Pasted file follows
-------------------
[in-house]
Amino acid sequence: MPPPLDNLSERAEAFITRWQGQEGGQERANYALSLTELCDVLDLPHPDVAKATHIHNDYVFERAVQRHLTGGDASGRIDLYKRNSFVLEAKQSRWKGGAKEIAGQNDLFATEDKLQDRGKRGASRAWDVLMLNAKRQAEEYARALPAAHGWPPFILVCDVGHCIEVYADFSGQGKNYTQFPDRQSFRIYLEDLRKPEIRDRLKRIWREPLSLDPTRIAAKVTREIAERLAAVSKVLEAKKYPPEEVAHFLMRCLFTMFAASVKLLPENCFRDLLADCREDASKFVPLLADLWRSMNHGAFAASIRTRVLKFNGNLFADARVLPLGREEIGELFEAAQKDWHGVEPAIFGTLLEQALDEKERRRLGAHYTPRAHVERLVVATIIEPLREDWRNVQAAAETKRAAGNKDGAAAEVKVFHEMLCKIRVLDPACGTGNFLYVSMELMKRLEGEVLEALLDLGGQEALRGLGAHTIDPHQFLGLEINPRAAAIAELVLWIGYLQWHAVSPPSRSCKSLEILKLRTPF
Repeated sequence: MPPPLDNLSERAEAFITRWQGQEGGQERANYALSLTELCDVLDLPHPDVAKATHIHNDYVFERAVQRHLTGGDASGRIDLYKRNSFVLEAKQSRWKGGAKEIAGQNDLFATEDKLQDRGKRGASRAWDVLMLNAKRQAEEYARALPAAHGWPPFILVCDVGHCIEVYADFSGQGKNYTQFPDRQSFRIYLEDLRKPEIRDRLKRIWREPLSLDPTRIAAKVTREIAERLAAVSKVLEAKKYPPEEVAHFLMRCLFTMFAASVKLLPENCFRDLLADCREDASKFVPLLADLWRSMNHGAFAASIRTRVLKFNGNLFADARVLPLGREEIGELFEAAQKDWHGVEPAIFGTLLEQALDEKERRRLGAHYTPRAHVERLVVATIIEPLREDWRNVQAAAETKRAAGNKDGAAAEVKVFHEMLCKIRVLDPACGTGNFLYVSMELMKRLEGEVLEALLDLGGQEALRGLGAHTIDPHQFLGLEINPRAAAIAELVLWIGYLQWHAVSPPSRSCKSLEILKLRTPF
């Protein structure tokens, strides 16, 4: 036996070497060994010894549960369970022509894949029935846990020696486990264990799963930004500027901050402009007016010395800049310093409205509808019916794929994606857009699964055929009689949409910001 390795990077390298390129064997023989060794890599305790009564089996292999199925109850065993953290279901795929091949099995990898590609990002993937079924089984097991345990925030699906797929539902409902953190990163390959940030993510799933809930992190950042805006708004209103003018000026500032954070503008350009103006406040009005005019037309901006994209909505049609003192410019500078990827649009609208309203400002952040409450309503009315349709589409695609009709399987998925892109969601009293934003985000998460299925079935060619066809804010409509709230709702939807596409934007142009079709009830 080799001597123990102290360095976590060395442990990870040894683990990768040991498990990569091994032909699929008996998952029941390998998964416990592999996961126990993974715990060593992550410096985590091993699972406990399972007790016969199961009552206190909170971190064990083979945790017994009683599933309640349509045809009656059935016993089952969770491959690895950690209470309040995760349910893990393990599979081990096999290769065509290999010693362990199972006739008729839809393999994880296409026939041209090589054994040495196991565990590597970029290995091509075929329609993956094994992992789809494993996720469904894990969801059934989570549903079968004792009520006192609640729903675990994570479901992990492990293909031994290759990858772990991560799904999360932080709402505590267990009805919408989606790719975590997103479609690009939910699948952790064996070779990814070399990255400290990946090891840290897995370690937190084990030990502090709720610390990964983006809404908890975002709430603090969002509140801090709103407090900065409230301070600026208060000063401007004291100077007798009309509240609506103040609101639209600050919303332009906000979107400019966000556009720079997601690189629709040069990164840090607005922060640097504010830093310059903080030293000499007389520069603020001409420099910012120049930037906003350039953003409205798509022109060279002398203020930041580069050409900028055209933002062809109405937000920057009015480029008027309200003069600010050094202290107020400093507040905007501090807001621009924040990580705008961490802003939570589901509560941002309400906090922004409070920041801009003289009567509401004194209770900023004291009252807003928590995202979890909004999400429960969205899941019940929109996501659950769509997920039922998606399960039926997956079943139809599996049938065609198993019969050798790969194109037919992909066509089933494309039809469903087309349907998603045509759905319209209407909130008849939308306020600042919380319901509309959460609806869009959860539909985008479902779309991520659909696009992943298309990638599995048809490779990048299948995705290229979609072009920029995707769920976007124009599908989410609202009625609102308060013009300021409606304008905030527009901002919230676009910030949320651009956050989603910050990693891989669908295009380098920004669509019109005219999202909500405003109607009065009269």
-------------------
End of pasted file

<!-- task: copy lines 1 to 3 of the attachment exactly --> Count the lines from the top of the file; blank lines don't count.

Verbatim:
[in-house]
Amino acid sequence: MPPPLDNLSERAEAFITRWQGQEGGQERANYALSLTELCDVLDLPHPDVAKATHIHNDYVFERAVQRHLTGGDASGRIDLYKRNSFVLEAKQSRWKGGAKEIAGQNDLFATEDKLQDRGKRGASRAWDVLMLNAKRQAEEYARALPAAHGWPPFILVCDVGHCIEVYADFSGQGKNYTQFPDRQSFRIYLEDLRKPEIRDRLKRIWREPLSLDPTRIAAKVTREIAERLAAVSKVLEAKKYPPEEVAHFLMRCLFTMFAASVKLLPENCFRDLLADCREDASKFVPLLADLWRSMNHGAFAASIRTRVLKFNGNLFADARVLPLGREEIGELFEAAQKDWHGVEPAIFGTLLEQALDEKERRRLGAHYTPRAHVERLVVATIIEPLREDWRNVQAAAETKRAAGNKDGAAAEVKVFHEMLCKIRVLDPACGTGNFLYVSMELMKRLEGEVLEALLDLGGQEALRGLGAHTIDPHQFLGLEINPRAAAIAELVLWIGYLQWHAVSPPSRSCKSLEILKLRTPF
Repeated sequence: MPPPLDNLSERAEAFITRWQGQEGGQERANYALSLTELCDVLDLPHPDVAKATHIHNDYVFERAVQRHLTGGDASGRIDLYKRNSFVLEAKQSRWKGGAKEIAGQNDLFATEDKLQDRGKRGASRAWDVLMLNAKRQAEEYARALPAAHGWPPFILVCDVGHCIEVYADFSGQGKNYTQFPDRQSFRIYLEDLRKPEIRDRLKRIWREPLSLDPTRIAAKVTREIAERLAAVSKVLEAKKYPPEEVAHFLMRCLFTMFAASVKLLPENCFRDLLADCREDASKFVPLLADLWRSMNHGAFAASIRTRVLKFNGNLFADARVLPLGREEIGELFEAAQKDWHGVEPAIFGTLLEQALDEKERRRLGAHYTPRAHVERLVVATIIEPLREDWRNVQAAAETKRAAGNKDGAAAEVKVFHEMLCKIRVLDPACGTGNFLYVSMELMKRLEGEVLEALLDLGGQEALRGLGAHTIDPHQFLGLEINPRAAAIAELVLWIGYLQWHAVSPPSRSCKSLEILKLRTPF